As Namer, a previously stray dog, ran through the wooded river bottom near Centerville, a youthful Steve Dzerigian ran behind holding onto the leash. At some point during his daily chore of walking the dog, he decided the human-dog roles should be reversed and he let the dog run free. While the leash was still attached, he never let it tighten — running as Namer ran and observing her tracking techniques.
“Namer had a gentle approach to everything but pursued unequivocally that which captured her attention,” said Dzerigian, a longtime photographer and educator, in his recently published book. “Thirty years later in my series, ‘Connections with Nature,’ I’m tracking and sensing my subjects much as she would.”
In his book “Trail of Stones: My Path in Photography,” published by The Press at California State University, Fresno, Dzerigian exhibits a lifetime of stunning images while observing his influences and chronicling the creative process of his work.
“‘Trail of Stones” shares Steve Dzerigian’s decades of pedagogical wisdom with readers of all ages who will be very impressed by the quality of his compositions and ideas as well as the production values of the book itself. Steve has created not only a learning tool but also an inspirational text for anyone who loves the great outdoors,” said Dr. Honora Chapman, interim dean of the College of Arts and Humanities at Fresno State.
The community is invited to view full-size prints featured in the book at an exhibition during library hours from Aug. 26 through Sept. 20 in the Leon S. Peters Ellipse Gallery at the Henry Madden Library at Fresno State.
Dzerigian will give an artist talk and PowerPoint presentation at 5 p.m. Wednesday, Sept. 4, at the Henry Madden Library (Room 2206). A reception and book signing will follow at 6 p.m. at the Leon S. Peters Ellipse Gallery.
“When we can bring everyone together for such a peaceful and joyful experience, it helps us all see the beauty of being at Fresno State and living in Fresno, a place that nurtures all types of artists,” Chapman said.
Beginning with early life influences, such as following his dog, Dzerigian delves into the physical nature of creating art. The lugging of equipment, laying on his back on a dirty stone floor, the thought process before plunging the release cable, the darkroom procedure, manual coloring with pencils and other necessary exertions in his artistic pursuit. He demonstrates the use of that physical process to will himself to slow down and be mindful of his surroundings — to engage with his subject on an almost spiritual level in order to pinpoint the source of inspiration.
Like Namer tracking an object of attention, Dzerigian encourages a methodical pursuit combined with awareness during the conception of art — being open to the unexpected. He encourages artists to study their setting with all of their senses — to find the essence of the attraction and bring that discovery to the public.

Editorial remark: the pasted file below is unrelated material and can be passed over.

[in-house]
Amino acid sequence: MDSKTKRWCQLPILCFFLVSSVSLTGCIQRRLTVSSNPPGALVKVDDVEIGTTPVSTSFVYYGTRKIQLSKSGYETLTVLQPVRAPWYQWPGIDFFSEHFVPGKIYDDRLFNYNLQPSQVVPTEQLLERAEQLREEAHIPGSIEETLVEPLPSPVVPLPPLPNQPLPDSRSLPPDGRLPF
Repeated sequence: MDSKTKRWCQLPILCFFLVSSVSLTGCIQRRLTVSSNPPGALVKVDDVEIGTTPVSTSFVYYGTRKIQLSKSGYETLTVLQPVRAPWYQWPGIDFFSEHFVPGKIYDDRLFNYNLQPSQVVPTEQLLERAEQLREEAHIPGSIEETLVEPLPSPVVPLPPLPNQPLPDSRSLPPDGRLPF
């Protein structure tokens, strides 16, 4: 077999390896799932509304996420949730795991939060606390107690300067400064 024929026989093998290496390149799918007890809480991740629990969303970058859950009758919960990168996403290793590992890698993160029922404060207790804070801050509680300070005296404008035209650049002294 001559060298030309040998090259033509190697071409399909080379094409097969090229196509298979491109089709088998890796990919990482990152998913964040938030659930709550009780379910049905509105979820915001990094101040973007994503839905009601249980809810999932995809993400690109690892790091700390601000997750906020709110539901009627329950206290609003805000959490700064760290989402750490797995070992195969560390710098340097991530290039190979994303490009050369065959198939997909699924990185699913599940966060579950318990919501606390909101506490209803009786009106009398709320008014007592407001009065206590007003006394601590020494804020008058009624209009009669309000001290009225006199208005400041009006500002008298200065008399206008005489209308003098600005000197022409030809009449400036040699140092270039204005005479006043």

“Many photographers have pursued the pre-visualization tradition, visualizing something before clicking the shutter then carefully crafting the image to match what they had in their mind’s eye. This model almost never worked well for me. Instead, I track images much as a dog or a scout would follow telltale signs. I don’t hold on firmly to what I think an image or place should look like. If I detect something that excites me or seems to mean something special, then I move quickly to photograph, or at least move around it, study it or rest there to take it all in. Eventually, a connection and a picture may be made,” Dzerigian said.
He believes the book can also be used as a tool to better understand the process of creation and to provide support for other artists.
“I describe several blocks to creative thinking and ways to surmount them. Applicable to both the analog and digital processes, various photographic techniques are presented and illustrated. Interrelating the text and images offers a kind of instructional dialog that I explored through my extensive classroom and field experience,” Dzerigian said. “Above all, my intent is that the book brings attention to how we may approach ‘seeing’ aesthetically and philosophically in order to nurture the spirit of living, as well as, to effectively share with or inform the public through our observations and discoveries.”
While following his path in photography, Dzerigian has made a living as an educator. He was an instructor at Fresno City College for 29 years and a workshop instructor through the University of California, Santa Cruz Extension for 30 years. He also served six years as an active staff member and one year as director of The Ansel Adams Gallery Workshop.
Devoted to facilitating art and education in Central California, Dzerigian has served as curator, juror and consultant for many exhibitions, competitions and media events. In 1980, he expanded the idea of a photography gallery in Fresno by gathering together charter members to create Spectrum Art Gallery, a non-profit, cooperative still providing valuable services to the community. He also was a founding member of Corridor 2122, an interdisciplinary art studio and gallery, started in 2004.
The exhibition, artist talk and reception are free and open the public. Parking is $5 Monday through Friday, free after 4 p.m. on Friday and Saturday and Sunday, in lots P27 and P20. For more information or physical accommodations, contact the Library Administration Office at 559.278.2403 or firstname.lastname@example.org